Critics Say More People Are Going to Die Needlessly Due to Legislative Inaction –
Watch this shocking video to see what legislators are saying about the inevitability of many people dying due to the budget shortfall. –
By Glynn Wilson –
MONTGOMERY, Ala. — More sick babies, old folks and poor people are just going to have to die. Sorry. When it comes to a constitutional mandate to balance the budget, by god, tough choices have to be made.
That is, hint, hint, unless thousands of people come out of the woodwork and surround the Capitol grounds and let the politicians hear from them. Inside, what some news wires used to call “lawmakers,” openly admit they are not hearing from Medicaid recipients or their advocates. Their phones are ringing off the hook, however, from people willing to offer campaign contributions for passage of a bill that would create a special, shiny new tax credit for anyone willing to refurbish old plantation mansions.
That’s the New South Alabama style.
That’s the message coming out of the state capital from mostly white Republican men this month in what some critics are calling the new Republican “Death Panel.”
That’s what they come up with when trying to forge public policy to fit the desires of ignorant, conservative constituents — fueled into a hateful budget cutting rage by commentators on talk radio, Fox News and the right-wing tea party blogs.
Even the conservative doctor governor now ensconced in a titillating alleged sex scandal that apparently doesn’t really involve sex — just an embarrassing tidbit of early phone “sexting” which just happened to get recorded apparently by his now ex-wife — had the gall to veto the budget that cut another $85 million for the state Medicaid agency. It seems now the governor who campaigned and got reelected on a promise to refuse a billion dollars a year from the Obama administration for his people’s health care under the Affordable Care Act seems to have more heart than state Senators like Trip Pittman, chairman of the joint House and Senate committee charged with figuring how to gut the social service agency even more.
As our previous reporting shows, estimates indicate that as many as 3,669 people have already died in the state over the past three years due to the state’s refusal to expand Medicaid with federal health care dollars. That’s about 1,223 people a year. How many more must die?
In a presentation to the committee state Medicaid Commissioner Stephanie Azar explained why the agency asked for an additional $100 million this year. The budget proposed by the Legislature gave them a mere $15 million increase for a program that had already been denied about $3 billion in federal money so the Republicans running for office could make political points in the last election cycle.
In a true bit of political demagoguery, legislators have been quoted as saying the agency, which accounts for about 38 percent of the General Fund budget, is guilty of “cannibalizing” other state agencies in its needs to help the young, old, poor and sick. That accounts for about one-fifth or a little more than 20 percent of the state’s population.
Everybody admits the program is critical for the state’s health care system, especially without the federal money the state turned down. All hospitals and most doctors, especially pediatricians, depend on Medicaid to stay in business. There are already stricter eligibility requirements than most states, and most states took the federal money to expand Medicaid and cover almost all their citizens with some level of health care.
There seems to be a debate still in Alabama about whether “able-bodied” people who COULD work are living off the “gov’ment,” although the debate doesn’t seem to involve the poor job market in many parts of the state. How are they going to work if there are no jobs? A man or a woman of working age who is not physically or mentally disabled can only qualify for Medicaid benefits if they have a child under 19 who is eligible and they report an income of less than $2,892 a year. Yes, you heard that right. The threshold is $2,892 a year.
The poverty line pay rate for a family of four in the state is considered to be $23,834 a year. The number who fall below that line is 883,371. A little more than 1 million of Alabama’s 4,716,105 residents qualified for Medicaie for this fiscal year, which began in June.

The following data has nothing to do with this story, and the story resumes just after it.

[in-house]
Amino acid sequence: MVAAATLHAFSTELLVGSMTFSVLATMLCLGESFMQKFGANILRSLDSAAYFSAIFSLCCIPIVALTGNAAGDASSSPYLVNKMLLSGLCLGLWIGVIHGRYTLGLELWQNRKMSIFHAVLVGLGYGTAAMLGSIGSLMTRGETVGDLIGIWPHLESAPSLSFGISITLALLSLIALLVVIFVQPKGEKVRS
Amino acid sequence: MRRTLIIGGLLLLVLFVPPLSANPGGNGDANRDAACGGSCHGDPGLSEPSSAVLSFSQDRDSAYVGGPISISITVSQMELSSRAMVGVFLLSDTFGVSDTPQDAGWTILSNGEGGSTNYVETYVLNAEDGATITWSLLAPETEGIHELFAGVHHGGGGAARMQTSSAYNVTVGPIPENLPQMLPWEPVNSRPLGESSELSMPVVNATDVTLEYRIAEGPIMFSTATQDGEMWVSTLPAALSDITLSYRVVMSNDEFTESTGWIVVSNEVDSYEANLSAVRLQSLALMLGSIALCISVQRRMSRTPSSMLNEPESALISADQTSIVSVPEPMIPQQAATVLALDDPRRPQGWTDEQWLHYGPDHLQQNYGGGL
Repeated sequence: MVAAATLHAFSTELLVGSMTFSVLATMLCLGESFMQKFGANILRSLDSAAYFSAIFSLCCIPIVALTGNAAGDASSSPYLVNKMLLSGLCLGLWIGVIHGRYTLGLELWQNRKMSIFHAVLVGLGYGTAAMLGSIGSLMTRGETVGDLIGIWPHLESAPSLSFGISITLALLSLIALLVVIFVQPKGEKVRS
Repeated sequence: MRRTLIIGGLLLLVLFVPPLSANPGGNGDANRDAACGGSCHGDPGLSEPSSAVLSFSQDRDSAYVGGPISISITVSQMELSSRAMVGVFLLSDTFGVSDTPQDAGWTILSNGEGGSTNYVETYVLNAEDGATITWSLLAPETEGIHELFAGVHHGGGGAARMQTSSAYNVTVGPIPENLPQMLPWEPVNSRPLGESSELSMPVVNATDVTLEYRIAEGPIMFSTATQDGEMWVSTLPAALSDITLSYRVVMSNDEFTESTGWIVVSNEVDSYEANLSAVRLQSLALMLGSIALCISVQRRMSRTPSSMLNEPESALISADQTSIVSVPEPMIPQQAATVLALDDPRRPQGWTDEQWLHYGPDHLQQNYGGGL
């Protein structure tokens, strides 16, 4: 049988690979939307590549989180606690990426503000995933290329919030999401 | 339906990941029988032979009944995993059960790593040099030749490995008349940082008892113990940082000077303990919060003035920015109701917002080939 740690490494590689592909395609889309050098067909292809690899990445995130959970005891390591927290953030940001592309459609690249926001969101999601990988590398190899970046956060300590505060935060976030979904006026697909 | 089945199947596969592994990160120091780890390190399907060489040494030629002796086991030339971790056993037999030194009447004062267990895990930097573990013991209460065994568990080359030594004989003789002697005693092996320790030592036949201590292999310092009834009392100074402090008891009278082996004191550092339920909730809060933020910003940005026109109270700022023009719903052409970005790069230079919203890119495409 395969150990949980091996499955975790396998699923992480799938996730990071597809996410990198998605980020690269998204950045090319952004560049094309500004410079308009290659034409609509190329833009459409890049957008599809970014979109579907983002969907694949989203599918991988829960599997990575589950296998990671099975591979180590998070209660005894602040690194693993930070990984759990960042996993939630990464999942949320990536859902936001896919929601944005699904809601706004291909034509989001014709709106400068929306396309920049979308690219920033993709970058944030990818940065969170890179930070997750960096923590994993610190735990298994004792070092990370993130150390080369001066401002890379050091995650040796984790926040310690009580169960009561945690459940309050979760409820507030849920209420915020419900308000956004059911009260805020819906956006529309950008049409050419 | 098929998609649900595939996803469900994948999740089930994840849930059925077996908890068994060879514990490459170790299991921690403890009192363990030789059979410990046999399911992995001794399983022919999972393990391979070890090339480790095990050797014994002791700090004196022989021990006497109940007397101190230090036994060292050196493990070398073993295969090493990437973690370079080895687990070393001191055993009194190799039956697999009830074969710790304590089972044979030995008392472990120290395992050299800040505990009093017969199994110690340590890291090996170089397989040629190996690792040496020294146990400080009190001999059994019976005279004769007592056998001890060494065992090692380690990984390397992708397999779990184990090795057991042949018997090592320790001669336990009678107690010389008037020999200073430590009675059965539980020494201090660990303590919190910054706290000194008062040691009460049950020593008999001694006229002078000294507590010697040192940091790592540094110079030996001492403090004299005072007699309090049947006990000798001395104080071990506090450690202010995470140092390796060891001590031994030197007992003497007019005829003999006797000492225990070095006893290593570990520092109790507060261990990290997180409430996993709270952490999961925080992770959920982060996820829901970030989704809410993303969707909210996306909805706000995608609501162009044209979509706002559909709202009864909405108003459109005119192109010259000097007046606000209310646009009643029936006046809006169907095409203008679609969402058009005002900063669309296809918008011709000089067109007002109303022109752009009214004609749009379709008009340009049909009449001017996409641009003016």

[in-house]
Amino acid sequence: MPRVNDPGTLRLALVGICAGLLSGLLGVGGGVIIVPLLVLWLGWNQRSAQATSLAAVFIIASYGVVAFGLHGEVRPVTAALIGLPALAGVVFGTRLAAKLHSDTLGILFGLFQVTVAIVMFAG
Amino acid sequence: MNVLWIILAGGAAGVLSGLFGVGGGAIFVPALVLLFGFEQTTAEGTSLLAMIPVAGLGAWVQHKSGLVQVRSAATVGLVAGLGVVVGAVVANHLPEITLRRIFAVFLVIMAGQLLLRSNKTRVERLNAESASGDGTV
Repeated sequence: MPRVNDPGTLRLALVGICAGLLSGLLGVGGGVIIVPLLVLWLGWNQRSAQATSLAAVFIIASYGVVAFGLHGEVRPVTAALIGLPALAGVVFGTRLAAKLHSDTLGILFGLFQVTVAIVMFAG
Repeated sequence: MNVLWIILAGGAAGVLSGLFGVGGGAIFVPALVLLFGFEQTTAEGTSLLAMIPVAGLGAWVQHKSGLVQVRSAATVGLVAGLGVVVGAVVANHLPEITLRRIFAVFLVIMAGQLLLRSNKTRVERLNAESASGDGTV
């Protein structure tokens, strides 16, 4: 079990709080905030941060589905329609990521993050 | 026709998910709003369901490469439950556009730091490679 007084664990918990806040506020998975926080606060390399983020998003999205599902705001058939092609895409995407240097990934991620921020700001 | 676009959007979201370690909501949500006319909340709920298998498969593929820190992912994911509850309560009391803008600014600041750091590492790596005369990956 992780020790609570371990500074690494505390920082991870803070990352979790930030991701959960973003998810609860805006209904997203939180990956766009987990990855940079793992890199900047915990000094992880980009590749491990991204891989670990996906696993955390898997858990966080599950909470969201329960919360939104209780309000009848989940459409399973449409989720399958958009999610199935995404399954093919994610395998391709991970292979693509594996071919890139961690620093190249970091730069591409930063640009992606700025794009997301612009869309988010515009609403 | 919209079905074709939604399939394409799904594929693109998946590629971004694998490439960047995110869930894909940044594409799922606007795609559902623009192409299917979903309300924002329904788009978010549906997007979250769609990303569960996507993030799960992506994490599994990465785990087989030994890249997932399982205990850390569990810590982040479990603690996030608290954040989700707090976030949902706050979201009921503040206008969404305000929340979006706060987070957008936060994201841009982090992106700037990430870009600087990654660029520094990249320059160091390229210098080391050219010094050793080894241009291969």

The goal of the new Medicaid hearings seemed unclear even to the mainstream media reporters and bloggers who cover the State House. The Republicans who control both the House and especially the Senate have indicated no willingness to reconsider the 2017 General Fund budget, approved earlier in April over the governor’s veto.
Pittman, who has been busted for ethical problems in the past for accepting a $639,000 contract to lay boom in Mobile Bay while he was involved in oversight of how to spend Baldwin County’s share of the BP oil spill disaster money, was put on the spot Wednesday (see video). But in the end, he predicted some level of Medicaid cuts would survive the session, mainly because he is hearing more from people who want the old house tax credit than those who want to see Medicaid fully funded.
“At some point these impacts have to be felt,” he said, quoting Republican Senator Del Marsh of Anniston. “Some of these cuts will be made. Those impacts will have to be felt, and people will react to what ultimately happens.”
Cuts already mentioned include outpatient dialysis for kidney disease, meaning many clinics would close, as well as hospice care and even reimbursements for prescription drugs for seniors. The state would also cut a small supplement to primary care physicians, meaning many of them, especially in rural areas, would change their practices to stop taking Medicaid patients — or even give up on Alabama and move to another state to practice medicine.
“If we were to cut any of these providers . . . we would have the possibility that some of these providers would close,” Azar testified before the committee on Wednesday.
Before the hearing, in a press briefing called by Alabama Arise and a coalition of other non-profit groups, Troy pediatrician Nola Ernest said half the doctors polled in a survey said if Medicaid is not fully funded, they would either stop treating Medicaid patients or move to another state (see video).
After the hearing, Azar said the governor had not yet decided what cuts to make to fit the new budget. So there may still be time to lobby Governor Robert Bentley to do the right thing. The Legislature may not listen to him, but maybe it’s worth a try?
Azar’s presentation, which is now available online, showed how two-thirds of the $6 billion program is paid for by the federal government from federal taxes. The state only has to come up with 11 percent of the money that serves a little more than a million people, the only thing keeping many of them alive. Hospitals themselves absorb a significant share of costs by charging Medicaid patients less than those with private health insurance.